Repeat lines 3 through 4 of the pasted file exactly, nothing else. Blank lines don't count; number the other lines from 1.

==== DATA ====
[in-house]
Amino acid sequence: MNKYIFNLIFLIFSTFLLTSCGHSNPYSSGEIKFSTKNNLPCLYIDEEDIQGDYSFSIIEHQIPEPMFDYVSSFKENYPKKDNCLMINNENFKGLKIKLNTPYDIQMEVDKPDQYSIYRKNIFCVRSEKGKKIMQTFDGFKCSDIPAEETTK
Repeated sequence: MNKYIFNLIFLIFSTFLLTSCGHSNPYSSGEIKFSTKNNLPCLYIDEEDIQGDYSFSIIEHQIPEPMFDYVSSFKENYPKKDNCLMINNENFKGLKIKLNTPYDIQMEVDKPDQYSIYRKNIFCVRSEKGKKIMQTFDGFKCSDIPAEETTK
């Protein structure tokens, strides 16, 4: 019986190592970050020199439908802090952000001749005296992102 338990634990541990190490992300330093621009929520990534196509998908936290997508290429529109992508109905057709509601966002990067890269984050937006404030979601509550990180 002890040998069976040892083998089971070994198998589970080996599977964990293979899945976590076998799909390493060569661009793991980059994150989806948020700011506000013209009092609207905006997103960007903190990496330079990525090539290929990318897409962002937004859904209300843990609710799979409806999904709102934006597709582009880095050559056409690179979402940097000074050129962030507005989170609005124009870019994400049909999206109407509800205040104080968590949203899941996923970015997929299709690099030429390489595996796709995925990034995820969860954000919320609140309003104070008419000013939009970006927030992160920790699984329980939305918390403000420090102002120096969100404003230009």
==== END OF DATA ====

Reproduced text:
Repeated sequence: MNKYIFNLIFLIFSTFLLTSCGHSNPYSSGEIKFSTKNNLPCLYIDEEDIQGDYSFSIIEHQIPEPMFDYVSSFKENYPKKDNCLMINNENFKGLKIKLNTPYDIQMEVDKPDQYSIYRKNIFCVRSEKGKKIMQTFDGFKCSDIPAEETTK
């Protein structure tokens, strides 16, 4: 019986190592970050020199439908802090952000001749005296992102 338990634990541990190490992300330093621009929520990534196509998908936290997508290429529109992508109905057709509601966002990067890269984050937006404030979601509550990180 002890040998069976040892083998089971070994198998589970080996599977964990293979899945976590076998799909390493060569661009793991980059994150989806948020700011506000013209009092609207905006997103960007903190990496330079990525090539290929990318897409962002937004859904209300843990609710799979409806999904709102934006597709582009880095050559056409690179979402940097000074050129962030507005989170609005124009870019994400049909999206109407509800205040104080968590949203899941996923970015997929299709690099030429390489595996796709995925990034995820969860954000919320609140309003104070008419000013939009970006927030992160920790699984329980939305918390403000420090102002120096969100404003230009």